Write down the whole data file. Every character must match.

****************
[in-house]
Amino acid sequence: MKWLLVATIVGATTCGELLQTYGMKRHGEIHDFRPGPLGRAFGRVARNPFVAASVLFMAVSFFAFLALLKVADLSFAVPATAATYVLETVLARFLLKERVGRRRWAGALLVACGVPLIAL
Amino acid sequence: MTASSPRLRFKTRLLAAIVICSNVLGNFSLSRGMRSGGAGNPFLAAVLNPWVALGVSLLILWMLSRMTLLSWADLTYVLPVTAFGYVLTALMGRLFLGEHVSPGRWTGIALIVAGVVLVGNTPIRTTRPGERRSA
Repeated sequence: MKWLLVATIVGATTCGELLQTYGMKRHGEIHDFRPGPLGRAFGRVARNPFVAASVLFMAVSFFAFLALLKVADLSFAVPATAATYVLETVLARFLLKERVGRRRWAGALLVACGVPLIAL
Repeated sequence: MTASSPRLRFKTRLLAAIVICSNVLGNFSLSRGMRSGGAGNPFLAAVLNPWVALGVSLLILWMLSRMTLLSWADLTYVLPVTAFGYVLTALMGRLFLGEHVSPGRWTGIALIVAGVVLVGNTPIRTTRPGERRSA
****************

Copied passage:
[in-house]
Amino acid sequence: MKWLLVATIVGATTCGELLQTYGMKRHGEIHDFRPGPLGRAFGRVARNPFVAASVLFMAVSFFAFLALLKVADLSFAVPATAATYVLETVLARFLLKERVGRRRWAGALLVACGVPLIAL
Amino acid sequence: MTASSPRLRFKTRLLAAIVICSNVLGNFSLSRGMRSGGAGNPFLAAVLNPWVALGVSLLILWMLSRMTLLSWADLTYVLPVTAFGYVLTALMGRLFLGEHVSPGRWTGIALIVAGVVLVGNTPIRTTRPGERRSA
Repeated sequence: MKWLLVATIVGATTCGELLQTYGMKRHGEIHDFRPGPLGRAFGRVARNPFVAASVLFMAVSFFAFLALLKVADLSFAVPATAATYVLETVLARFLLKERVGRRRWAGALLVACGVPLIAL
Repeated sequence: MTASSPRLRFKTRLLAAIVICSNVLGNFSLSRGMRSGGAGNPFLAAVLNPWVALGVSLLILWMLSRMTLLSWADLTYVLPVTAFGYVLTALMGRLFLGEHVSPGRWTGIALIVAGVVLVGNTPIRTTRPGERRSA